Jesus and John were truly spiritual prodigies. Their love for God, their instinctive insights into the ways and the nature of God, their prayer lives, their passion to do the will of God and their devotion to God was light years beyond other children of their age.

Of course, it is not that John and Jesus were on equal and parallel tracks. John had a sin nature; Jesus did not. John was subject to human foibles and shortcomings. Jesus, being God in human flesh, was perfect. But still Luke insists that both little boys “grew and became strong in spirit.” Both were being developed and matured for their respective ministries.

Luke’s summary of John’s boyhood makes no further references to his spiritual attributes, and he simply notes that he “was in the deserts till the day of his manifestation to Israel.” John was not a “city boy.” He lived out in the country, and even as he moved into his adult years, he stayed in the country, developing, growing, increasing in his knowledge of the Holy One of Israel, unencumbered and undistracted by the hustle and bustle and temptations of city life.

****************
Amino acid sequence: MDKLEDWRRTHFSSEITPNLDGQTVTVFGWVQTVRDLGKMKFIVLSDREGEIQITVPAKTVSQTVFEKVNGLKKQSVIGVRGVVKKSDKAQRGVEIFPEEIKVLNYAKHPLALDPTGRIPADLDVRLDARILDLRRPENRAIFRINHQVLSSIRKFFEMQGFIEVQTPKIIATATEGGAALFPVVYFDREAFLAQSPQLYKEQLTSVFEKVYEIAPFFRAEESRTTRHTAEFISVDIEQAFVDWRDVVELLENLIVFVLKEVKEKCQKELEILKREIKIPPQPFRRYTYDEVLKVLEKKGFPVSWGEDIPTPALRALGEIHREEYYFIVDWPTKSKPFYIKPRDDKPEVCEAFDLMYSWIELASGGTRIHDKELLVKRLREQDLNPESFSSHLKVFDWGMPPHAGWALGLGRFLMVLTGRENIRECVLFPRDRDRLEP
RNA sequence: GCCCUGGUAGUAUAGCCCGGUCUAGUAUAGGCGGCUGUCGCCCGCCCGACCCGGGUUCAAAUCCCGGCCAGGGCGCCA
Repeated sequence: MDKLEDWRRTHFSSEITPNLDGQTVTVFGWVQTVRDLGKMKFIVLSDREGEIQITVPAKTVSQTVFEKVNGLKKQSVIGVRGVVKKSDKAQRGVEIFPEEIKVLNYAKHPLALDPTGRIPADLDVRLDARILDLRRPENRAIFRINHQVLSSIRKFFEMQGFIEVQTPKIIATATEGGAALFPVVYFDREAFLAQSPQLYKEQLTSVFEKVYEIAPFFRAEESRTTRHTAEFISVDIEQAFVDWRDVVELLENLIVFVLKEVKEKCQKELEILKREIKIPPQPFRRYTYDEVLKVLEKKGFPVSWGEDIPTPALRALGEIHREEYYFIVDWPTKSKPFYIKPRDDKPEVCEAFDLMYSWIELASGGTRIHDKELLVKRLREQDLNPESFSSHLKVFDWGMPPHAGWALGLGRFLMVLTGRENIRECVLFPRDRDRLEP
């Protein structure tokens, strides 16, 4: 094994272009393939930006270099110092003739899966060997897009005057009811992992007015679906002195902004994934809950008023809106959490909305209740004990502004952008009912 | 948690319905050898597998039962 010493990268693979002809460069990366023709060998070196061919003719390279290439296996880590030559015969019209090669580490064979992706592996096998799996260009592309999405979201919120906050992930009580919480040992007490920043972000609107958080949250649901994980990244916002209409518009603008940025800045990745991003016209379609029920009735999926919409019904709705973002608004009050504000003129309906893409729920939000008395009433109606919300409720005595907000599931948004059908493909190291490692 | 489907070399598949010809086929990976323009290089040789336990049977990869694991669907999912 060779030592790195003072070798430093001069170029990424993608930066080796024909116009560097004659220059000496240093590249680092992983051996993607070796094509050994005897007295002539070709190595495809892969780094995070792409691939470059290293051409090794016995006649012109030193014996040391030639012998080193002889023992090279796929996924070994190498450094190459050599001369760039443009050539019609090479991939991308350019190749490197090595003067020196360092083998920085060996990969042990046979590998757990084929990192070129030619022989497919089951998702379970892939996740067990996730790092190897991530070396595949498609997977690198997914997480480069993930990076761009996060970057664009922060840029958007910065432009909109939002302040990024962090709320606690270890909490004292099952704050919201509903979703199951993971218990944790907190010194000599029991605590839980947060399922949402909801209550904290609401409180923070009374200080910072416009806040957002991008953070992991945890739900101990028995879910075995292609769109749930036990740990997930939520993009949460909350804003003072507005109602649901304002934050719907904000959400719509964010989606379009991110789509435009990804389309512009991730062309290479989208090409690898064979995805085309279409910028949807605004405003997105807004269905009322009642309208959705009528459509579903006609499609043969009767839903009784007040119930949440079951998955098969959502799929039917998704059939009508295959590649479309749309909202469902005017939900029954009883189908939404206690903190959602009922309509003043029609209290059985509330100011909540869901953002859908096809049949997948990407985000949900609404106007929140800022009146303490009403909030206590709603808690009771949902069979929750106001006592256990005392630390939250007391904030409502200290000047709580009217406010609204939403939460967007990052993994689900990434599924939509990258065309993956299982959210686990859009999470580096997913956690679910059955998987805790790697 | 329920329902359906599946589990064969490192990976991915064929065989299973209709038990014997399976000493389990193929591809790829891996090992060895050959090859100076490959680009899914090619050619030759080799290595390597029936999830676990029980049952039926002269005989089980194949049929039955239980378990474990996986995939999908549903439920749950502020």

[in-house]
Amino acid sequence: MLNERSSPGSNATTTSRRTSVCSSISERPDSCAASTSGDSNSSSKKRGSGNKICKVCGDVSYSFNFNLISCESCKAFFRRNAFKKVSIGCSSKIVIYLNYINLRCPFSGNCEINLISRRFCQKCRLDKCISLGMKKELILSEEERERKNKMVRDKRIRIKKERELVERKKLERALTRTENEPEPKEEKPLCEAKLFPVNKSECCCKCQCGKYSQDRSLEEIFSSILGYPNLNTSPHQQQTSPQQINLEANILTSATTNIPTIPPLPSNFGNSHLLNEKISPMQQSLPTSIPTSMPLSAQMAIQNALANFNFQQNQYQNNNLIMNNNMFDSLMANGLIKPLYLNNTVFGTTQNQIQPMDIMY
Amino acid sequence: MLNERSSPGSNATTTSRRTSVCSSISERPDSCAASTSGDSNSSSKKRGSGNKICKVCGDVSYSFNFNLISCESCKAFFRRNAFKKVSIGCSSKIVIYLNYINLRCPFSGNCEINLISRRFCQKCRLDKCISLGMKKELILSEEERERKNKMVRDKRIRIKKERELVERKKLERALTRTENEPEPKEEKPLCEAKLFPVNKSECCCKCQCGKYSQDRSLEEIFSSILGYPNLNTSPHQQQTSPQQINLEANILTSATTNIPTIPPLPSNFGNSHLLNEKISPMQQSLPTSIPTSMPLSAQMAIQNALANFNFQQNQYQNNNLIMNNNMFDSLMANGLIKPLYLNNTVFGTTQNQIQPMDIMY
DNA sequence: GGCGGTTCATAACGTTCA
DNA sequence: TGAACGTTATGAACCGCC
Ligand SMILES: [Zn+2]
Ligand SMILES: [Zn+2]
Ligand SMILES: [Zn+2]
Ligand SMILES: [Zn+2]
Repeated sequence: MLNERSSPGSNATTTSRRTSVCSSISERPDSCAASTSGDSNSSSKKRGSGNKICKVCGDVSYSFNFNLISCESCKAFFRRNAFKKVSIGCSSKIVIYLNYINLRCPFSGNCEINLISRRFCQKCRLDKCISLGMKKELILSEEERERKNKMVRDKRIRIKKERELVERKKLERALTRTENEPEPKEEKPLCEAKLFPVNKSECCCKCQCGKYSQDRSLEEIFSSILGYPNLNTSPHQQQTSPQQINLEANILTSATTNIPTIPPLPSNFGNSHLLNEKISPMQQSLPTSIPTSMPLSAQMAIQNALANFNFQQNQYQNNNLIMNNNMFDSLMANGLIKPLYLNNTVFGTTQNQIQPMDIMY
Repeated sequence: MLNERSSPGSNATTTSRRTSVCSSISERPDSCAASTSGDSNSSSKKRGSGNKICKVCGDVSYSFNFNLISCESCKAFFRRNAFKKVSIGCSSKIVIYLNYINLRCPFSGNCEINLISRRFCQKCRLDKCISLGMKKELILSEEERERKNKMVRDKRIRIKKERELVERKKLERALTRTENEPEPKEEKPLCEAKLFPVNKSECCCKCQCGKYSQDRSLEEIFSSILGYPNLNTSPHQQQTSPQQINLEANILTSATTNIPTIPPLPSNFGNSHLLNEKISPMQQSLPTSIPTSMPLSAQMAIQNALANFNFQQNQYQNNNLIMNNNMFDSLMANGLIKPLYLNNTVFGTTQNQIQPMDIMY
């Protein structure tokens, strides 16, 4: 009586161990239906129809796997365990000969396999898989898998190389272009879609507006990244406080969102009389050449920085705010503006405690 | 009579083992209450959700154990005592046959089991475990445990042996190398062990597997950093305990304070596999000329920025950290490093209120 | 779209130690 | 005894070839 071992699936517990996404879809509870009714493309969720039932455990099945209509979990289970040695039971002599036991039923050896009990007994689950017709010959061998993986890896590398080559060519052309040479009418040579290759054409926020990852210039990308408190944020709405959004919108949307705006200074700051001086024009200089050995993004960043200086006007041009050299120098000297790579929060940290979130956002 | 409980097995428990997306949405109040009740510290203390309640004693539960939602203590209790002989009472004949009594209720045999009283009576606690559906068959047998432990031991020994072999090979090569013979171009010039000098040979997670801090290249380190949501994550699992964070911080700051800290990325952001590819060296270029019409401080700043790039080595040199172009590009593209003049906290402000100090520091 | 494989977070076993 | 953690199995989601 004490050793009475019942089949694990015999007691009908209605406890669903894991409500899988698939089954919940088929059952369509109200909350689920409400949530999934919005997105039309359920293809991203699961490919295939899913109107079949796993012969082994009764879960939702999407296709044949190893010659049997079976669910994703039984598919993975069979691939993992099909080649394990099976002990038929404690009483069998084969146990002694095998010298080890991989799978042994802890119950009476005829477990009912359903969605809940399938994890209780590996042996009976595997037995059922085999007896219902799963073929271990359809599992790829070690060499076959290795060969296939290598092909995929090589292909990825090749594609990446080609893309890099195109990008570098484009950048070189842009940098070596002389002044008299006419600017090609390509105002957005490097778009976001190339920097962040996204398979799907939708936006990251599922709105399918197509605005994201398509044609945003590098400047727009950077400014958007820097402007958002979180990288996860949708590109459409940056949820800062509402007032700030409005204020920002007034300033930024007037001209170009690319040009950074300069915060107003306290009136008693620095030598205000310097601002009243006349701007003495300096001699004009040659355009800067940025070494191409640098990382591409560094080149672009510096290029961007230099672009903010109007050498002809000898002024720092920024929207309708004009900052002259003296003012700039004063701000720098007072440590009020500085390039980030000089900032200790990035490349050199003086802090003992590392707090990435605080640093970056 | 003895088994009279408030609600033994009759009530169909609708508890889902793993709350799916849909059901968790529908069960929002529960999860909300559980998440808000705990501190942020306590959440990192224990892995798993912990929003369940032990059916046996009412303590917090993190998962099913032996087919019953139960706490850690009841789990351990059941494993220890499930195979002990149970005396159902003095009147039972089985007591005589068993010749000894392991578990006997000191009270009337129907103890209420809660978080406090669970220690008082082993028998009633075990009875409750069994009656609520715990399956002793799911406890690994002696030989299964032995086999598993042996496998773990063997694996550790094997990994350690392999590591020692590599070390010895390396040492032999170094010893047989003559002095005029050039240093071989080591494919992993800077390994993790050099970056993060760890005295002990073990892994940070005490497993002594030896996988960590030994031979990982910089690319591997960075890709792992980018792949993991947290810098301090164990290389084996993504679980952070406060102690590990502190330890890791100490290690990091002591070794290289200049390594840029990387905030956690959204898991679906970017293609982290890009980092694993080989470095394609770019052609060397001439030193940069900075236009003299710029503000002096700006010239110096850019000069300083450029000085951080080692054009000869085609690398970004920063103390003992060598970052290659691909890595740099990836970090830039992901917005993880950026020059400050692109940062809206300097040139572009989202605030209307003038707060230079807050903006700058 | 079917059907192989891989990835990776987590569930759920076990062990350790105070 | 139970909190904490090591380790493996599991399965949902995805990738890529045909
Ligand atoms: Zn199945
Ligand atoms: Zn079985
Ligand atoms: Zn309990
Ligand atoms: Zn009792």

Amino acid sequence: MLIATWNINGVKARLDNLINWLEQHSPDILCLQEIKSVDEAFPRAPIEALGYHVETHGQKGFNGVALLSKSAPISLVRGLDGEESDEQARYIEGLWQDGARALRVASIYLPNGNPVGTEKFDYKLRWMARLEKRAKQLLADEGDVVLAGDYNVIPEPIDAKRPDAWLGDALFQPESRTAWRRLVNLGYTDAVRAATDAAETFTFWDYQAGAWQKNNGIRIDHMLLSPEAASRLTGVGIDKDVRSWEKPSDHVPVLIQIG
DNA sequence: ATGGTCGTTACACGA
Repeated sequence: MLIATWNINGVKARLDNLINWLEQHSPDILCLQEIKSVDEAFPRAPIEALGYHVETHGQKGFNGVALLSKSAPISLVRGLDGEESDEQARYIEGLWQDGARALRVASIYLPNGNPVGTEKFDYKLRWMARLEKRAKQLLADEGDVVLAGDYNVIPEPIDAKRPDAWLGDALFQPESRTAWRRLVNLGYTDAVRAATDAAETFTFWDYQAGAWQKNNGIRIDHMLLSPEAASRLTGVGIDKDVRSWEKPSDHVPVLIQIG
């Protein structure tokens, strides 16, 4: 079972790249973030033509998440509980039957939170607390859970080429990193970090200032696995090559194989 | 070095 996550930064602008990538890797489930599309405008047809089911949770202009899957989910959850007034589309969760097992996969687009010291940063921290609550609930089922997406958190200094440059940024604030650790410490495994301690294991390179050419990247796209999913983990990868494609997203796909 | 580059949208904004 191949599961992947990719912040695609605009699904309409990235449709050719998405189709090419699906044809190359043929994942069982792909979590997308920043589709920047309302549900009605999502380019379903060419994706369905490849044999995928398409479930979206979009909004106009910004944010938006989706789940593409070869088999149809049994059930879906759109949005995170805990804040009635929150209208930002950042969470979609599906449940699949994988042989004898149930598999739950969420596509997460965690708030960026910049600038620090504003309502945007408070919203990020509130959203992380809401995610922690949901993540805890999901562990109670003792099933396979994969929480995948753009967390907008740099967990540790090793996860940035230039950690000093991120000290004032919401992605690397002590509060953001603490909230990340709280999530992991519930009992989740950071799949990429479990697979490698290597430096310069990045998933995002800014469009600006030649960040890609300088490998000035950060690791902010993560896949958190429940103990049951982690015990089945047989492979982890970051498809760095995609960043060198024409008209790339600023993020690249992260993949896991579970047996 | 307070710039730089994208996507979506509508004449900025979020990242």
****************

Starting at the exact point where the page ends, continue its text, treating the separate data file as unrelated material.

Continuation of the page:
“Filled with Wisdom”

But in his description of the early days of Jesus, Luke has a little more to say, declaring that He was “filled with wisdom; and the grace of God was upon Him.” We do not normally use the word wisdom in connection with a child. They may be cute, they may be smart, they may be funny, but rarely do we call them wise. They haven’t lived long enough to earn that compliment. They are still immature, rather silly, and, well… childish, even the best of them. But in Jesus’ case, He is not merely called a wise child, He is declared to be “filled with wisdom” with the grace of God upon Him.

Jesus would not have stood out as extraordinary in those early years, in outward appearance. He did not glow with the glory of God, nor did He apparently look any different from other Jewish boys and young men. He had no halo over His head, as in the old paintings. The thing that marked Him out from others was not His looks but His character. Later in the second chapter, Luke shares a second summary of Jesus’ boyhood, writing:

And Jesus increased in wisdom and stature, and in favor with God and men (Luke 2:52).